The world has united in many ways to support Ukraine and voice their concerns for the ongoing violence that Russia is imposing on them. It can be difficult to comprehend how peace skills can make a difference when such large conflicts are taking place around the world. However, I try to remind myself that the kind of work that TREE does in teaching young adults and students to be better equipped to handle conflict of any size does impact our world in significant ways.
When I need to remember why it’s so important that I prioritize peace education in my own life, I think about the stories that I have heard and read about where lives have been forever changed by peace work. One of my favourite peace-related documentaries is called My So-Called Enemy, directed by Lisa Gossels. I was first exposed to it in a first-year university peace class and I watch it often, especially if I need a perception shift once again.
The documentary features young women who have traveled to the United States from Israel and Palestine, who hold very different views about the war that they experience on a daily basis. It features the work of Building Bridges for Peace, an organization that does active peace work through summer camps and other gatherings, and is the girls’ home for a short time while they work through their own peace journey.
The documentary follows the young women for seven years, analyzing how their lives change after they have live-altering conversations with someone they consider to be an enemy. The Israeli and Palestinian conflict is one that is important for us to be educated about and aware of like we are with Ukraine, and this documentary is a great start. It uses real human stories to shed light on the complex nature of experiencing religious, political, racial and physical divides.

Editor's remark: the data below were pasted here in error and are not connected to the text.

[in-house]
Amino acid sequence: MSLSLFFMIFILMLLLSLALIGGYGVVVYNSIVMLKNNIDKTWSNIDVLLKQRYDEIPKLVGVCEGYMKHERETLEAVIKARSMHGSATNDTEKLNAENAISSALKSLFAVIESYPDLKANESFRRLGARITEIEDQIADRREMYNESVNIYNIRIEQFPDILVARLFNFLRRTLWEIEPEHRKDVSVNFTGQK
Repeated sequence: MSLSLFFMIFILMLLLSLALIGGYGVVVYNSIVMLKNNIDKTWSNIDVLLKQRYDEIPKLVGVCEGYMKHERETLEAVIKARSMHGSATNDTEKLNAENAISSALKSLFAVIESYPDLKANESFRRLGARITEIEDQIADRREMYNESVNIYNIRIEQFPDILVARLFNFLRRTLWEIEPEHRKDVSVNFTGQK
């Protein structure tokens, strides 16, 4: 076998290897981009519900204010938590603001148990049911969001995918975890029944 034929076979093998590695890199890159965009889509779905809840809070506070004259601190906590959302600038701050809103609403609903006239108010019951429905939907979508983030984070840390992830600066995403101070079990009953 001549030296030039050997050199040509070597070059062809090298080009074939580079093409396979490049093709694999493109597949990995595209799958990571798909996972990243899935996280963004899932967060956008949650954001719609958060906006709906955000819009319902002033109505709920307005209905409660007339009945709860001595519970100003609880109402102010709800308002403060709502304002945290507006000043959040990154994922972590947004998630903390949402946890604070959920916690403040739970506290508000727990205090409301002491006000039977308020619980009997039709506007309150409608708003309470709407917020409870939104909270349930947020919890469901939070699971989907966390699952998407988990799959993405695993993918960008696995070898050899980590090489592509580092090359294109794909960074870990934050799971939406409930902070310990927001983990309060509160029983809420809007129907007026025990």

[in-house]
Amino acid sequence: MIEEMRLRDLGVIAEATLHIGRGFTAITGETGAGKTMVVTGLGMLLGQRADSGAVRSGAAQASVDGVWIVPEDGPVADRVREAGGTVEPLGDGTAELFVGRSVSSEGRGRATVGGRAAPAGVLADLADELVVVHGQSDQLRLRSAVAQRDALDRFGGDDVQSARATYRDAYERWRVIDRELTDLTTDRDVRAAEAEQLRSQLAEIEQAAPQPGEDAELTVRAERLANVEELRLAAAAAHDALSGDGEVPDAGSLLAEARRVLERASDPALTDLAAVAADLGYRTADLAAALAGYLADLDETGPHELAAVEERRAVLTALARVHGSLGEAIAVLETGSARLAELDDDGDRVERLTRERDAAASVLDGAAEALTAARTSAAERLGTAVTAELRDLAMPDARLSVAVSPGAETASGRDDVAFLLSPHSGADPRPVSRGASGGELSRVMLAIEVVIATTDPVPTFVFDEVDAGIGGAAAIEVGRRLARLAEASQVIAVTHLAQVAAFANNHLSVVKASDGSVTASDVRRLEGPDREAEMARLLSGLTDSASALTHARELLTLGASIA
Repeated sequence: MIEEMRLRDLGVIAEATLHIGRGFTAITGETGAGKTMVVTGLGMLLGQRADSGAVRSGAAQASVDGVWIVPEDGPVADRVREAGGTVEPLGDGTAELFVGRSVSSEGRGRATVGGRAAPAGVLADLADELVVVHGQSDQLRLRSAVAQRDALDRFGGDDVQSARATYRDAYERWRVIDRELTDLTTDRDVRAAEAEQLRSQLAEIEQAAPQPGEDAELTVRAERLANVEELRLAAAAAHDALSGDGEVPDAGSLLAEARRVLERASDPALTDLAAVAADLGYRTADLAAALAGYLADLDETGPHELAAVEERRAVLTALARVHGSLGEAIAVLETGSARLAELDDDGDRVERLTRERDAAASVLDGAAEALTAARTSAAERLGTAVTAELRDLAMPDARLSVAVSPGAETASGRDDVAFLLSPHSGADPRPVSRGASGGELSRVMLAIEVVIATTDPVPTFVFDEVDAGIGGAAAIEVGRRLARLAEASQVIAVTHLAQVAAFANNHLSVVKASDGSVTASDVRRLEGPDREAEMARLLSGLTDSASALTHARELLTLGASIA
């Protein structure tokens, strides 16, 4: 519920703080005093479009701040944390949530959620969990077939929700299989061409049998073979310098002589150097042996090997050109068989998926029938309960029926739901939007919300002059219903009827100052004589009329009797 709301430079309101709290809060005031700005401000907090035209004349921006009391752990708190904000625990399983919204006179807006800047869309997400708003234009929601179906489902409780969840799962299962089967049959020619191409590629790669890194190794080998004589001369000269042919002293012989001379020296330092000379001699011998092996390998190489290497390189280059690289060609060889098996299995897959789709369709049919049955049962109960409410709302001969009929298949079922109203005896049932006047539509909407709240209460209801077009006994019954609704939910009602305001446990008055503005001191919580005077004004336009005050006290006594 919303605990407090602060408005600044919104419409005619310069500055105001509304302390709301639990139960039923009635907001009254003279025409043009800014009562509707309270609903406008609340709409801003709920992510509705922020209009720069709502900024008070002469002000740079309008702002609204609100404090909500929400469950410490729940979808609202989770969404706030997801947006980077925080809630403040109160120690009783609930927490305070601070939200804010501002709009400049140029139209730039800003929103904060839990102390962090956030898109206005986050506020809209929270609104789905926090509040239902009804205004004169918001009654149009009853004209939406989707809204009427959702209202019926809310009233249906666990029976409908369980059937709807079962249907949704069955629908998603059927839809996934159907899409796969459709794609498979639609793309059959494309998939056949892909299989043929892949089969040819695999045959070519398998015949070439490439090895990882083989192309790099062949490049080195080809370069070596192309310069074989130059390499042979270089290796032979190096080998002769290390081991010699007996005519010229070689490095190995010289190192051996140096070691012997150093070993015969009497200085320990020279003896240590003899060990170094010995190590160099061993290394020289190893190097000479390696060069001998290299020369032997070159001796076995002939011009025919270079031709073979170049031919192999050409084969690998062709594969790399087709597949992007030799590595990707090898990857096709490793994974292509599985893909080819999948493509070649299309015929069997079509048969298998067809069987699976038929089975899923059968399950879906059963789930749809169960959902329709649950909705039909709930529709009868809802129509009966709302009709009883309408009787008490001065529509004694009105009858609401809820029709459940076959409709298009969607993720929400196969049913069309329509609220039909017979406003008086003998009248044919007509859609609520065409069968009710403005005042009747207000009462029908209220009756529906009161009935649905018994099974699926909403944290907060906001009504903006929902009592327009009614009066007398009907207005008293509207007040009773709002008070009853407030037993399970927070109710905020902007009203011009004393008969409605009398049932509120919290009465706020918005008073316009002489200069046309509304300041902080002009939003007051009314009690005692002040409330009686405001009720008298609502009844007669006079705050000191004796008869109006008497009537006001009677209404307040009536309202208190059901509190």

This statement from a Palestinian Muslim woman named Rawan who takes part in the documentary particularly stands out to me: “There’s many things that a person might look like and you’re one hundred percent positive who they are. And when you talk to them, you’re shocked that they’re completely the opposite.”
It’s important to remember that behind every messy conflict, no matter how large or small, is other human beings. Watching the Israeli and Palestinian young woman, similar in age to myself, commit to shifting their perspective of the “other side”, reminds me that I have the capacity to do the same in my own life.
Beyond the exploration of the Israeli/Palestinian conflict, the documentary offers insight on what women offer to peace-making spaces and showcase how conflict transformation can take place in practice. It shows how women navigate their identity as they grow up, and how they learn to celebrate diversity and coexistence with someone they consider to be their “other”.
The recommended age for viewing this documentary is twelve and up, and I believe it’s a great, relevant watch for trying to understand global affairs through a peace-related lens. I find that it helps restore my hope in the work that we do in our personal lives and with our programs here at TREE.
I encourage you to take a look at how these girls could transform their views in very powerful ways and make friends with “their so-called enemy”.
Check out this link to learn more about the documentary and check it out for yourself!
Image from Documentary
Olivia Miller is a current undergraduate student at the University of Waterloo with a double major in Peace and Conflict studies and Social Development Studies, minoring in Political Science. She holds a certificate from the University of Pennsylvania in Positive Psychology. Olivia loves speaking with youth, particularly about coping and development, through her previous experiences in public speaking in classrooms, youth leadership groups, summer camps and more! She was the recipient of the 2018 Ontario Leader in Action award for her mental health awareness initiative in Waterloo Region, the Bridges of Hope Project. Her hobbies include volunteering with St. John’s Kitchen, The Activist Collab and K-W Community Fridge. When she’s relaxing, she’s adventuring somewhere new or writing in her journal.